Characters Appearing: Adam Warlock, Beta Ray Bill, Dr. Strange, Drax the Destroyer, Gamora, Loki, Maxam, Moondragon, Odin, Pip the Troll, Sif, Silver Surfer, Thanos, Thor
Issue(s): Thor #471
As i noted when this all started, it seems to me that the impetus for all of this was Thor having been replaced by Eric Masterson in his own title. I kind of suspect that Jim Starlin belatedly found out about that while he was writing Infinity Gauntlet and expressed an opinion on it, and he was later given an opportunity to do something about it in-story. The logical conclusion to all of this should really be Odin taking away the Thor-like powers of Beta Ray Bill and Thunderstrike, but that's not going to happen. Thor is friends with those guys. That's kind of why this whole crossover doesn't make a lot of sense in the end.
As with the entire series, this issue is padded with a big fight. This feels even more padded, since it's a symbolic fight between astral projections of Thor and the Valkyrie that's been leading him "astray". I find the fight kind of ironic. The "Valkyrie" obviously made Thor insane, but there's an inkling of a legitimate grievance in what "she" did with Thor. Odin is a manipulative bastard. I think the Donald Blake scenario mentioned in the previous chapter is a stronger case for that (even if it is old news at this point), but Odin handing out magical hammers left and right that make Thor redundant can be kind of ego-shattering, too. So now Odin comes along and, i don't know, kind of apologizes, and now Thor is willing to literally smash the little bit of independence and rebellion that had manifested in him? The message seems mixed at best.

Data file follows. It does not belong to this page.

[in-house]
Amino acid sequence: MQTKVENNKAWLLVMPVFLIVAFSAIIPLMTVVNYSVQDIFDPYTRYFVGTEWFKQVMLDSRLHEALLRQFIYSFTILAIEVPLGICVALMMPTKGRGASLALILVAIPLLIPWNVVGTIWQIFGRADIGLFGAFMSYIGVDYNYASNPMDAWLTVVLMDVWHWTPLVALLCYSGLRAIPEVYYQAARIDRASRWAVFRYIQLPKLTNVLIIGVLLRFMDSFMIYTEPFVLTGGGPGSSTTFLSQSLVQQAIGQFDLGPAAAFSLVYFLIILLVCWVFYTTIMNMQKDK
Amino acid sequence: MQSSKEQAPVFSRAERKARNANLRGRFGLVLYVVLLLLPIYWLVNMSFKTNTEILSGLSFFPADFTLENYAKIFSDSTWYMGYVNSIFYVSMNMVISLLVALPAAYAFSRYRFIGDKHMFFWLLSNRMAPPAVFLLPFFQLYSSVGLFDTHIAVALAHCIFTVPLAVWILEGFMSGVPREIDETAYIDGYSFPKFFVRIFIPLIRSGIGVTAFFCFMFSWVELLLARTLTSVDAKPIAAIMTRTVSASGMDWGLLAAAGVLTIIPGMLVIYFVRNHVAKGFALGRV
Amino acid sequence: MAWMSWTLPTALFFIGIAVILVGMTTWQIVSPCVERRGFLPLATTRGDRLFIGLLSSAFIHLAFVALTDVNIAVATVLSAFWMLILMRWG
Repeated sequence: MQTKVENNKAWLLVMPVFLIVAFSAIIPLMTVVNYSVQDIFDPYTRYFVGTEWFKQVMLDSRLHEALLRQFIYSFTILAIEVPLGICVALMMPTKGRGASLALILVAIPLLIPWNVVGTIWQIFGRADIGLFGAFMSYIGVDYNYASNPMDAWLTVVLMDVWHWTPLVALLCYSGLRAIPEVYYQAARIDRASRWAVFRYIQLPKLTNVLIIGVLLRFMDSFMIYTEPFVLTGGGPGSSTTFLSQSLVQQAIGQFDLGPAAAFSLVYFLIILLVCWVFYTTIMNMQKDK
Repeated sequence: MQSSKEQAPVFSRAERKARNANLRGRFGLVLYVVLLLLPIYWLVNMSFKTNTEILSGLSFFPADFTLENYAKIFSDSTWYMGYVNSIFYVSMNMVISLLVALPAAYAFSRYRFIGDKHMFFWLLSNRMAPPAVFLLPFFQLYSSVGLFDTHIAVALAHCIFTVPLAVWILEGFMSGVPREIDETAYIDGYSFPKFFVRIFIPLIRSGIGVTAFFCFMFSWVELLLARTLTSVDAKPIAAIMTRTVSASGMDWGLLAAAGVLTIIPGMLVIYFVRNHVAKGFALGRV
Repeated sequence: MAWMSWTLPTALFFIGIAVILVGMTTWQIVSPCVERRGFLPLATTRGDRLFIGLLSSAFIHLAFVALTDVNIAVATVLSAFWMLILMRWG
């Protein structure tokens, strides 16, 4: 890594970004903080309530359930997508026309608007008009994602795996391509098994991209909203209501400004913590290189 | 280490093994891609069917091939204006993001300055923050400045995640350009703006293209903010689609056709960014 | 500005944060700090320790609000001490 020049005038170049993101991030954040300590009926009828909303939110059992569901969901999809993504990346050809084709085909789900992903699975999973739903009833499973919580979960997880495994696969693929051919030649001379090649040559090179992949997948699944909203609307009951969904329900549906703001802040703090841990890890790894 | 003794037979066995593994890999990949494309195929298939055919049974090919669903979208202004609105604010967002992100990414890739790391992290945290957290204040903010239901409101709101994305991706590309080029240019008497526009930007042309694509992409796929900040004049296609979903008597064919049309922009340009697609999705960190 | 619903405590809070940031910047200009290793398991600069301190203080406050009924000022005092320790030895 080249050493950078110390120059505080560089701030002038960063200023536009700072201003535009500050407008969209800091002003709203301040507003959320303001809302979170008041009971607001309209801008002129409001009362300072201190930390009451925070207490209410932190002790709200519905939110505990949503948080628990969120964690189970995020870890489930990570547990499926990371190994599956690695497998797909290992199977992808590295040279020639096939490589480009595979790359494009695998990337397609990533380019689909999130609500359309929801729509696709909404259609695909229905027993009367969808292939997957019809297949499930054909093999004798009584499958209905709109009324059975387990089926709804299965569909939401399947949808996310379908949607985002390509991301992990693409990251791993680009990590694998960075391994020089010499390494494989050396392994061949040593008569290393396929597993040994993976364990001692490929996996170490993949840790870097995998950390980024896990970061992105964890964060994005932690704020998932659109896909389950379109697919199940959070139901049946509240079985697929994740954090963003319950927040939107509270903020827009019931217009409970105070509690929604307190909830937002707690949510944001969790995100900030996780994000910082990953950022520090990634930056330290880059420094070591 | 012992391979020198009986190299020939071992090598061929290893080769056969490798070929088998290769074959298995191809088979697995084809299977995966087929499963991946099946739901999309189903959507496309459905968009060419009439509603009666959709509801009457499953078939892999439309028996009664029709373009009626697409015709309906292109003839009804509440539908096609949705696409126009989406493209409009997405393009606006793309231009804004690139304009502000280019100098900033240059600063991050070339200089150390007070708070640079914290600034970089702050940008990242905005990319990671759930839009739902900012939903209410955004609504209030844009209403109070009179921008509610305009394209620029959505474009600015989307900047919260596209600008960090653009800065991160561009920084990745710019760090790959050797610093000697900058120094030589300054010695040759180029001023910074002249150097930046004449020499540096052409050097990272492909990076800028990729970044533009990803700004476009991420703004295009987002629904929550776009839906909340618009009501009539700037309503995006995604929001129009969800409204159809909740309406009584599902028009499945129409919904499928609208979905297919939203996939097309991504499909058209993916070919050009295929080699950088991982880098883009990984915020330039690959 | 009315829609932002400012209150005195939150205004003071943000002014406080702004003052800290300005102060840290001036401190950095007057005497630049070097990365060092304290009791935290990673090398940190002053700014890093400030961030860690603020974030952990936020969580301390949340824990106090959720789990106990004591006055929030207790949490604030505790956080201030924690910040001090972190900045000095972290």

So there seems to be a "Daddy caused it" exclusionary clause to the rule that people suffering from the Warrior's Madness have to die or be banished. Actually, it's determined that Thor doesn't really have the Warrior's Madness. I guess real warriors don't go mad just because their fathers messed with them.
You also have to love that when Thor wakes up, Sif is waiting for him dressed just like the Valkyrie. If the Valkyrie also represented Thor's repressed sexual desires, Sif certainly got the message.
Note that Warlock is also getting what he wanted: Thor is now indebted to him.
Thanos, despite his help, is not given as warm a thanks. Thor acknowledges that he's indebted to him as well, but tells him to get out of Asgard.
Thor returns the Power Gem to Drax.
This ending was a dud. I'd like to think that maybe something got lost from when it started, possibly from a combination of Jim Starlin leaving as co-writer and (relatedly) Thor's status seemingly getting extended due to Infinity Crusade. Heck, it might even be the case that Thor's madness storyline was originally planned as just a Thor story and the idea of extending it into a 13 part crossover after 5 Infinity Crusade tie-ins was all due to Marvel's insane marketing strategy at the time.